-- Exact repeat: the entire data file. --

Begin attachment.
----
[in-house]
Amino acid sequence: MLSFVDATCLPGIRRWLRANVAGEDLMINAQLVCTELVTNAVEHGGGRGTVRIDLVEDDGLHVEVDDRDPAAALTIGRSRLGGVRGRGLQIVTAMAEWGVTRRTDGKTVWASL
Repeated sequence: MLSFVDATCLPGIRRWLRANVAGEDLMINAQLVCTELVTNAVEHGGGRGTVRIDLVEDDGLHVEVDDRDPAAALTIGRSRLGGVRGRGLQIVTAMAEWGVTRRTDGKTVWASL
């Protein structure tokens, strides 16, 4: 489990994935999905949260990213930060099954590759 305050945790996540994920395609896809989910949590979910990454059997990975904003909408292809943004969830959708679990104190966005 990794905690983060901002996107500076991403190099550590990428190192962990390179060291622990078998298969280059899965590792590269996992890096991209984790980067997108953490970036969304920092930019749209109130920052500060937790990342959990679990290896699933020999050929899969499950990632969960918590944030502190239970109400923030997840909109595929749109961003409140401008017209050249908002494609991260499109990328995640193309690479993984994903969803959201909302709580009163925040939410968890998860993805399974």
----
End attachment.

[in-house]
Amino acid sequence: MLSFVDATCLPGIRRWLRANVAGEDLMINAQLVCTELVTNAVEHGGGRGTVRIDLVEDDGLHVEVDDRDPAAALTIGRSRLGGVRGRGLQIVTAMAEWGVTRRTDGKTVWASL
Repeated sequence: MLSFVDATCLPGIRRWLRANVAGEDLMINAQLVCTELVTNAVEHGGGRGTVRIDLVEDDGLHVEVDDRDPAAALTIGRSRLGGVRGRGLQIVTAMAEWGVTRRTDGKTVWASL
């Protein structure tokens, strides 16, 4: 489990994935999905949260990213930060099954590759 305050945790996540994920395609896809989910949590979910990454059997990975904003909408292809943004969830959708679990104190966005 990794905690983060901002996107500076991403190099550590990428190192962990390179060291622990078998298969280059899965590792590269996992890096991209984790980067997108953490970036969304920092930019749209109130920052500060937790990342959990679990290896699933020999050929899969499950990632969960918590944030502190239970109400923030997840909109595929749109961003409140401008017209050249908002494609991260499109990328995640193309690479993984994903969803959201909302709580009163925040939410968890998860993805399974």